Etiquette Tips for Conducting Business in the French Culture

Not to be gauche, but compared to the U.S., conducting business in France might seem a bit quirky to you. For instance, the French can show concern if profits are considered excessive.

As a former executive for a French-owned company long before my consulting practice, I speak from experience. My French boss was alarmed but happy when my west coast division doubled profit margins of my predecessor.

Nevertheless, business with the French can be very profitable if you approach it with dignity.

Geographically, France is large. It’s also diverse with an immigrant population and has regional differences. Nonetheless, Muslim women are banned from wearing a full veil. That’s for reasons of security.

The key to achieving success is to be aware of acceptable business etiquette in France.

You might keep in mind these tips:

1. Business dress

The French are concerned about appearances. Conservative dress works best.

For men, this means well-tailored solid, dark suits. The jacket and tie stay on and in-place in at work and in all meetings.

For women, avoid ostentatious colors and flashy jewelry, and wear quality shoes.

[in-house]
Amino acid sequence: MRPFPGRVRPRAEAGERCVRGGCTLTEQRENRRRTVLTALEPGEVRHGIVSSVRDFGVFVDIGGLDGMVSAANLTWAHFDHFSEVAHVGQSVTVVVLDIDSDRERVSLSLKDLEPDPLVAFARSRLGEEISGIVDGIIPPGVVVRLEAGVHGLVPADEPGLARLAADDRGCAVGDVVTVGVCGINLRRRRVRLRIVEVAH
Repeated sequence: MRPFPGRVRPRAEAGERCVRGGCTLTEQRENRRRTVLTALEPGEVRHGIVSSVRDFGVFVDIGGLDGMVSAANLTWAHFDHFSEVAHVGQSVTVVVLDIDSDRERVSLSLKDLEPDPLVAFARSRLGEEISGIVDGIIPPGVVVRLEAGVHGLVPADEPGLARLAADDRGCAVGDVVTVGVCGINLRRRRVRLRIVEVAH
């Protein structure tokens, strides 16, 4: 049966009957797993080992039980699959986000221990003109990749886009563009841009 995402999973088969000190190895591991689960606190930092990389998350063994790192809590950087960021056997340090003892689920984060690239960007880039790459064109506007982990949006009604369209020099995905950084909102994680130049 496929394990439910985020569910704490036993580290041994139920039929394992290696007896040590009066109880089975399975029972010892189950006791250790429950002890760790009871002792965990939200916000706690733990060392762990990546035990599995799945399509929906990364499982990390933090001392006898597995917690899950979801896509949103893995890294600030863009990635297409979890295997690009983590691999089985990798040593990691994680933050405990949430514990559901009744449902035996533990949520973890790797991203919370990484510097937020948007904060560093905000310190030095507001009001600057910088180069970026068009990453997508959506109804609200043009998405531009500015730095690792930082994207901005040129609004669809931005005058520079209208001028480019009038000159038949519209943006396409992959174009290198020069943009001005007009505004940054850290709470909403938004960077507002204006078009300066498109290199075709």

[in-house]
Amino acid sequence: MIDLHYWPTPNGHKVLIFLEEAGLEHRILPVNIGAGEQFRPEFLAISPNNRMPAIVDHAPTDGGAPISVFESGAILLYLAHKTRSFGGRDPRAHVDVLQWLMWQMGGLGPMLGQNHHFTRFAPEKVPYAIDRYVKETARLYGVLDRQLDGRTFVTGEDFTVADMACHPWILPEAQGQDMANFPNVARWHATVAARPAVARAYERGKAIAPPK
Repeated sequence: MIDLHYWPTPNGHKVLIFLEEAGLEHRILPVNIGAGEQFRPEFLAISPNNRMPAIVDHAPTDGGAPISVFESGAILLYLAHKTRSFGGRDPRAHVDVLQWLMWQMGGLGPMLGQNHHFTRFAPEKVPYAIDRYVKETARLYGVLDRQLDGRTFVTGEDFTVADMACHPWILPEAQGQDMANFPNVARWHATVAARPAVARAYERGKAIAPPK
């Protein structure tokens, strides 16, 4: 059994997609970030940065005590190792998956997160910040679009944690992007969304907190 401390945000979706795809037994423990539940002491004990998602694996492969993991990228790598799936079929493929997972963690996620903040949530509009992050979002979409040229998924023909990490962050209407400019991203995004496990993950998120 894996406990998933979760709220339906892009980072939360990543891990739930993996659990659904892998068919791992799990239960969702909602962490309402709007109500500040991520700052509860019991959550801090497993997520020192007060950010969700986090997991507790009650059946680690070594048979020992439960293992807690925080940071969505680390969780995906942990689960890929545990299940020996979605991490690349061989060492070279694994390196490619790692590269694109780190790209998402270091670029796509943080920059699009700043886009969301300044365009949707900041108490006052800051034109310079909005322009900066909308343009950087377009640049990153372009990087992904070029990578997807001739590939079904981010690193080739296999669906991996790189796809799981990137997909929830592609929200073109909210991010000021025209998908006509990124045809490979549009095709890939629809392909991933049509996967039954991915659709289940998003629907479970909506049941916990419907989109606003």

2. Business behavior

Punctuality is often not observed. For the French, a little tardiness is OK. Apropos is a favorite expression of mine: “The longer they keep you waiting, the more they want you.”

Knock and wait before entering an office. Cold calls are not considered cool. Always arrange for a meeting in advance.

Shake hands when greeting and leaving a French person. Unlike the U.S. practice, don’t give a firm handshake. Keep the handshake brief. Although eye contact is important, keep it brief.

Lunch is considered best for conducting business. If you’re a smoker, between courses don’t light up nor should you drink hard liquor. For the French, such habits are naturally considered to adversely affect taste buds.

As with handshaking, make sure to make eye contact during a toast or when clinking glasses with your associate.

3. Business gifts